Official Title: Evaluation of a Peer-led eHealth Wheelchair Skills Training Program: Training to Enhance Adaptation and Management for Wheelchair Users
Estimated Study Start Date : January 2020
Estimated Primary Completion Date : September 2021
Estimated Study Completion Date : September 2022

Arm Intervention/treatment
Experimental: Intervention-TEAM Wheels
The treatment group will receive the TEAM Wheels program over a 4-week period. An initial meeting (Session 1) will be arranged at the participant's home or community setting. The peer trainer is an experienced MWC user trained to deliver the TEAM Wheels program. At least 2 peers will trained at each site to offer multiple trainer attributes; a male and female, one being at least 50 years old. Participants will pre-select a peer trainer from a biosketch to optimize training effect (e.g., preference for age, sex factors); comparability in age has been identified as preferential among older adults and influential to self-efficacy. After Session 1, participants engage in 4 weeks of eHealth home program training. They are instructed to practice for 75-150 minutes/week. Consistent with motor learning principles, we encourage training in 15-30 minute blocks 1-2 times/day, 3-5 days/week. The peer trainer arranges the remaining two in-person sessions with the participant, about 1 week apart.
Behavioral: TEAM Wheels
A 1-month, peer-led, eHealth training program (TEAM Wheels) for individuals transitioning to manual wheelchair use to improve satisfaction with activity participation and related rehabilitation outcomes.

No Intervention: Control-Wait List
The control group receives no specific intervention over the course of the 4-week period. This reflects "usual practice" or the typical experience of a MWC user in their provincial context. Control group participants placed on the wait-list will receive the TEAM Wheels program, as described, following completion of the study (i.e. after post-treatment data collection). The site Research Assistant will make telephone or email contact with control group participants at the end of weeks 2 and 4 during the study period to deter attrition/drop-out. When contact is made at week 4, the Research Assistant will schedule an appointment for post-treatment data collection (week 7). Any formal MWC training received during the wait-list period will be documented for potential post-hoc analysis as a confounding variable; however, research evidence and the investigators' clinical experience confirm that in all 3 provinces formal training is not provided once MWC users are discharged from hospital.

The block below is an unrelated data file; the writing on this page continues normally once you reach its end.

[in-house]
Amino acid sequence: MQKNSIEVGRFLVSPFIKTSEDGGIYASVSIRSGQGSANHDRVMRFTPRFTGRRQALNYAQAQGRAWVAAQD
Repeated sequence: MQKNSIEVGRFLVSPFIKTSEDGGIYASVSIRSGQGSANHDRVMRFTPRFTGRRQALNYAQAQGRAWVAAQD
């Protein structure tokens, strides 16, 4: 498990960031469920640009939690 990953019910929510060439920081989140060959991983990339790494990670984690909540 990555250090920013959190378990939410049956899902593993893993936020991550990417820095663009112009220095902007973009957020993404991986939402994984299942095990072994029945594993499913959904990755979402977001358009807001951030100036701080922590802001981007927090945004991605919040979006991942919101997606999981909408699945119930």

Primary Outcome Measures :
  1. Satisfaction with Participation: Wheelchair Outcome Measure (WhOM) [ Time Frame: Baseline ]
    WhOM has been found to be the only tool that includes activities selected and weighted by the user and featured participation in social roles. WhOM has been identified as the most client-centred and psychometrically robust tool among participation outcomes for wheelchair users. It is administered as a semi-structured interview. Respondents identify 10 activities (5 performed inside and 5 performed outside of the home), rating their satisfaction with performance on an 11-point scale (0-10) for each activity. The WhOM demonstrates good reliability (Test-retest ICC = 0.83-0.88; Inter-rater ICC = 0.90-0.91) and validity (correlations with LIFE-H: rs = 0.3-0.5) in use among individuals with spinal cord injury and older adults (Test-retest ICC = 0.77-1.00; correlation with QUEST rs = 0.36 -0.45).